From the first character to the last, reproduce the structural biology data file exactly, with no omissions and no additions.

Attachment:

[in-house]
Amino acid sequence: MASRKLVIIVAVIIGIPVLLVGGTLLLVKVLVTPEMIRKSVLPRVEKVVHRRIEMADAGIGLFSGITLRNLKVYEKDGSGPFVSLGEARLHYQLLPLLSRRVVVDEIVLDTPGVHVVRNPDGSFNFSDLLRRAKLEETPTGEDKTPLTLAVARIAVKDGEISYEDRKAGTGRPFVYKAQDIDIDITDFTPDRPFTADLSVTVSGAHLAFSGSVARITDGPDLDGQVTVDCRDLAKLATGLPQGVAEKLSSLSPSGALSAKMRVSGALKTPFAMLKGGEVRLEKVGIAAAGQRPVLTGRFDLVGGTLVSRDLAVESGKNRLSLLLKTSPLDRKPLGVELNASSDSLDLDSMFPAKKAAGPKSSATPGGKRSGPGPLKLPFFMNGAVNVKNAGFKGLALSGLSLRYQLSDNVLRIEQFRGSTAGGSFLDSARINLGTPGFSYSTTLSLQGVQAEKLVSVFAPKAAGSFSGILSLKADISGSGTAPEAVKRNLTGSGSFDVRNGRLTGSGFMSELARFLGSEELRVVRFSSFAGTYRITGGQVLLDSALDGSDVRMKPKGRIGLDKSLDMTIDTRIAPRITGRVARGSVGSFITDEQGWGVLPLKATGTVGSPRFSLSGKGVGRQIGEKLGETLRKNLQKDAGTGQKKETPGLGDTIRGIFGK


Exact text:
[in-house]
Amino acid sequence: MASRKLVIIVAVIIGIPVLLVGGTLLLVKVLVTPEMIRKSVLPRVEKVVHRRIEMADAGIGLFSGITLRNLKVYEKDGSGPFVSLGEARLHYQLLPLLSRRVVVDEIVLDTPGVHVVRNPDGSFNFSDLLRRAKLEETPTGEDKTPLTLAVARIAVKDGEISYEDRKAGTGRPFVYKAQDIDIDITDFTPDRPFTADLSVTVSGAHLAFSGSVARITDGPDLDGQVTVDCRDLAKLATGLPQGVAEKLSSLSPSGALSAKMRVSGALKTPFAMLKGGEVRLEKVGIAAAGQRPVLTGRFDLVGGTLVSRDLAVESGKNRLSLLLKTSPLDRKPLGVELNASSDSLDLDSMFPAKKAAGPKSSATPGGKRSGPGPLKLPFFMNGAVNVKNAGFKGLALSGLSLRYQLSDNVLRIEQFRGSTAGGSFLDSARINLGTPGFSYSTTLSLQGVQAEKLVSVFAPKAAGSFSGILSLKADISGSGTAPEAVKRNLTGSGSFDVRNGRLTGSGFMSELARFLGSEELRVVRFSSFAGTYRITGGQVLLDSALDGSDVRMKPKGRIGLDKSLDMTIDTRIAPRITGRVARGSVGSFITDEQGWGVLPLKATGTVGSPRFSLSGKGVGRQIGEKLGETLRKNLQKDAGTGQKKETPGLGDTIRGIFGK